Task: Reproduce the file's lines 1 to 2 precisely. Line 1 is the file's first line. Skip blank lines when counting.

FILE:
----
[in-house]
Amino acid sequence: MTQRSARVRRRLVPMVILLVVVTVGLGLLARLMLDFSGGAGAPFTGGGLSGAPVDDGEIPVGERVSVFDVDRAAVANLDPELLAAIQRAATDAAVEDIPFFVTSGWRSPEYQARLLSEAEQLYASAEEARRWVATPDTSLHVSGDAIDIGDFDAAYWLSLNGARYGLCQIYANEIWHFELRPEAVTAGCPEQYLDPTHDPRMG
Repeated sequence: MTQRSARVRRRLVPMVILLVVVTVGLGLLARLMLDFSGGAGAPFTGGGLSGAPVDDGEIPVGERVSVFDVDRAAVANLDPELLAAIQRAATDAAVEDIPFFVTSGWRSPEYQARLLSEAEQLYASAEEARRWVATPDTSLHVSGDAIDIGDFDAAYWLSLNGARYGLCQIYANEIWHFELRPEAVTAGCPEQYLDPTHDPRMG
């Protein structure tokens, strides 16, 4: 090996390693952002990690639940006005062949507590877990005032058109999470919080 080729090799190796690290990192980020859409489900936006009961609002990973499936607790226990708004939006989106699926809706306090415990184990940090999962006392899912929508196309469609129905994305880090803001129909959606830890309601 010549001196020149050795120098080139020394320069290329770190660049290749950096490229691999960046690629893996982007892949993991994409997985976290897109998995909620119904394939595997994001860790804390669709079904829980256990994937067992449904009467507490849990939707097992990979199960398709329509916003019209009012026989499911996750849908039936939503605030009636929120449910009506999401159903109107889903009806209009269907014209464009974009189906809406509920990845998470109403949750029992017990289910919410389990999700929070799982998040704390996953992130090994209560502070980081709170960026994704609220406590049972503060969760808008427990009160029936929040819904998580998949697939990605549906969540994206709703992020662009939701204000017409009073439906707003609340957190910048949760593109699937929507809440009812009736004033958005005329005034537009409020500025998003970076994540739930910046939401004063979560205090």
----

[in-house]
Amino acid sequence: MTQRSARVRRRLVPMVILLVVVTVGLGLLARLMLDFSGGAGAPFTGGGLSGAPVDDGEIPVGERVSVFDVDRAAVANLDPELLAAIQRAATDAAVEDIPFFVTSGWRSPEYQARLLSEAEQLYASAEEARRWVATPDTSLHVSGDAIDIGDFDAAYWLSLNGARYGLCQIYANEIWHFELRPEAVTAGCPEQYLDPTHDPRMG